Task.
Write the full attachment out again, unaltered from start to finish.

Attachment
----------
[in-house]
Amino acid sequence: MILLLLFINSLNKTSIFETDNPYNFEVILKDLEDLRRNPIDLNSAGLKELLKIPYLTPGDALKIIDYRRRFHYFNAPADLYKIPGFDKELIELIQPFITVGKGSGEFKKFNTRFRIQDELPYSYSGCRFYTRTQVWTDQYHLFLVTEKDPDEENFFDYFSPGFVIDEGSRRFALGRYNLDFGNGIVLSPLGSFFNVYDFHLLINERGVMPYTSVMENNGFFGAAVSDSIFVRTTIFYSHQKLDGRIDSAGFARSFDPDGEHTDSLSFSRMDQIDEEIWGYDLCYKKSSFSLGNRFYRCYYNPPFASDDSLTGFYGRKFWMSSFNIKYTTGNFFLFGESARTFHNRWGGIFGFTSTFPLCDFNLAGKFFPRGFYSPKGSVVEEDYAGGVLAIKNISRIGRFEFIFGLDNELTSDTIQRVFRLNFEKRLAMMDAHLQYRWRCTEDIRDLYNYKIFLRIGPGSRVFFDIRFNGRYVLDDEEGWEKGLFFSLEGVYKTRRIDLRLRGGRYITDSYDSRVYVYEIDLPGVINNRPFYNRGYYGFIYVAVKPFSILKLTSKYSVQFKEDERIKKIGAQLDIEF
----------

[in-house]
Amino acid sequence: MILLLLFINSLNKTSIFETDNPYNFEVILKDLEDLRRNPIDLNSAGLKELLKIPYLTPGDALKIIDYRRRFHYFNAPADLYKIPGFDKELIELIQPFITVGKGSGEFKKFNTRFRIQDELPYSYSGCRFYTRTQVWTDQYHLFLVTEKDPDEENFFDYFSPGFVIDEGSRRFALGRYNLDFGNGIVLSPLGSFFNVYDFHLLINERGVMPYTSVMENNGFFGAAVSDSIFVRTTIFYSHQKLDGRIDSAGFARSFDPDGEHTDSLSFSRMDQIDEEIWGYDLCYKKSSFSLGNRFYRCYYNPPFASDDSLTGFYGRKFWMSSFNIKYTTGNFFLFGESARTFHNRWGGIFGFTSTFPLCDFNLAGKFFPRGFYSPKGSVVEEDYAGGVLAIKNISRIGRFEFIFGLDNELTSDTIQRVFRLNFEKRLAMMDAHLQYRWRCTEDIRDLYNYKIFLRIGPGSRVFFDIRFNGRYVLDDEEGWEKGLFFSLEGVYKTRRIDLRLRGGRYITDSYDSRVYVYEIDLPGVINNRPFYNRGYYGFIYVAVKPFSILKLTSKYSVQFKEDERIKKIGAQLDIEF